A consumer advocacy group on Thursday released a study alleging credit card companies use arbitration firms that they know will rarely rule in favor of consumers.
Nearly all credit card customer service agreements mandate binding arbitration because it is a cheaper and faster way to resolve disputes, industry officials say.
Public Citizen though says the companies hire arbitration firms that almost always rule in favor of the card issuer.
Arbitration firms used by companies such as Mastercard Inc., Visa, Discover Financial Services LLC and American Express Co. ruled against consumers in about 18,000 of 19,000 disputes analyzed in Public Citizen’s study. All of the arbitration cases in the study were handled by the Minneapolis-based National Arbitration Forum.
“This is a system that is unfair to consumers,” Joan Claybrook, the group’s president said at a press briefing.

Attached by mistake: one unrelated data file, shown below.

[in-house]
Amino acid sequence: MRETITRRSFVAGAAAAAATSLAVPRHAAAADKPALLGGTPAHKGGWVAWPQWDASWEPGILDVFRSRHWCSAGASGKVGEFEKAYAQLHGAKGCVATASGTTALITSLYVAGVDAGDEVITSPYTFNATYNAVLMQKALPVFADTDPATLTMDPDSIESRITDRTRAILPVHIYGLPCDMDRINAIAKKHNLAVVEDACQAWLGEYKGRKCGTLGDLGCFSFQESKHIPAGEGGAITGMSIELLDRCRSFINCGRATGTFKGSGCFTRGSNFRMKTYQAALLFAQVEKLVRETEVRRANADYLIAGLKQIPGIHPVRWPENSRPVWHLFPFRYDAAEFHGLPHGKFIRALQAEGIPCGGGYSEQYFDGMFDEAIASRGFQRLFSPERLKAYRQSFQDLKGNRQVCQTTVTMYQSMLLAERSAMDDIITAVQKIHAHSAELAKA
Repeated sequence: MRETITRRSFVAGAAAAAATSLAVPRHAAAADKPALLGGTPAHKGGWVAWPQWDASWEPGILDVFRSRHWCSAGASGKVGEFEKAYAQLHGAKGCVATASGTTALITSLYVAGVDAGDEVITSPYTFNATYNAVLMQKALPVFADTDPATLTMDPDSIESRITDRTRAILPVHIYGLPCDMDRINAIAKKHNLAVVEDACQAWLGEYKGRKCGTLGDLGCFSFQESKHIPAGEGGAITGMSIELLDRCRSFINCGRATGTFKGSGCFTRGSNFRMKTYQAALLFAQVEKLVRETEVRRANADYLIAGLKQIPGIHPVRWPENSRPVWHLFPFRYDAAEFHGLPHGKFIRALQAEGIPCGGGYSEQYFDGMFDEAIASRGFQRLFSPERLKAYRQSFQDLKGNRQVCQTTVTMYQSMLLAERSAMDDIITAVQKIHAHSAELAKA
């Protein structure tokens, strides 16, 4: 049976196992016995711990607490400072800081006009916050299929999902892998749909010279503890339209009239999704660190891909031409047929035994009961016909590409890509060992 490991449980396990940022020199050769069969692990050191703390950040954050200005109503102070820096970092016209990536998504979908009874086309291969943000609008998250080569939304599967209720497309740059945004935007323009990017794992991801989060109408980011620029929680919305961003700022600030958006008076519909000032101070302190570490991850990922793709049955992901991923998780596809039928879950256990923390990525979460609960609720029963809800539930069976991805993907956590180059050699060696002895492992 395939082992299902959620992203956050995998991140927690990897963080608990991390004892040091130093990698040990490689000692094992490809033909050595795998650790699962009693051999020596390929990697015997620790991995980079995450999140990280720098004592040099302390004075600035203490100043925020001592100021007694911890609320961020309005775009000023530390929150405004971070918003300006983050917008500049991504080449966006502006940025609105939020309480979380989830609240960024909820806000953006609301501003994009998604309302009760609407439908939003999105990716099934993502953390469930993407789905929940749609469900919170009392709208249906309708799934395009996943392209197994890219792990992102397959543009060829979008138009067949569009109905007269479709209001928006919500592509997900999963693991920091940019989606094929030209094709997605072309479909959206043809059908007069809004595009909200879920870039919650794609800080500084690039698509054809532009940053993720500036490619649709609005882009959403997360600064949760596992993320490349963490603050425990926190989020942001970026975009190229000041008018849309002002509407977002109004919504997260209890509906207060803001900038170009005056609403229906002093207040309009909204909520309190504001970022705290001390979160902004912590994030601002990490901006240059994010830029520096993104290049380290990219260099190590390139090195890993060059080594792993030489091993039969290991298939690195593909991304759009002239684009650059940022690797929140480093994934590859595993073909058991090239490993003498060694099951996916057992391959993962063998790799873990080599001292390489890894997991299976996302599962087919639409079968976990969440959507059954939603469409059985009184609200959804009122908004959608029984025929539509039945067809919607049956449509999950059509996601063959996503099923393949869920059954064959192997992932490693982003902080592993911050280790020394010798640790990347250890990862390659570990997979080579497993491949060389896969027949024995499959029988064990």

Sen. Russ Feingold, D-Wis. and Rep Hank Johnson, D-Ga., attended the briefing to say they have introduced legislation that would let credit card customers choose arbitration or civil court in a dispute.
“People shouldn’t have to give up their legal rights just to get a credit card,” Claybrook said.
In 15,000 other cases analyzed, there was either a settlement outside arbitration, the customer or the card issuer dropped their dispute, or a customer filed for bankruptcy protection.
A trade group representing banks, which issue many credit cards, criticized the group’s findings. The report “varies wildly from other respected research on the topic,” Edward Yingling, chief executive of the American Bankers Association trade group, said in a statement. He said arbitration is a faster, less expensive alternative to complex litigation in customer disputes with credit card issuers.
Public Citizen’s study singled out arbitration disputes in California because it is the only state that requires arbitration resolutions be disclosed.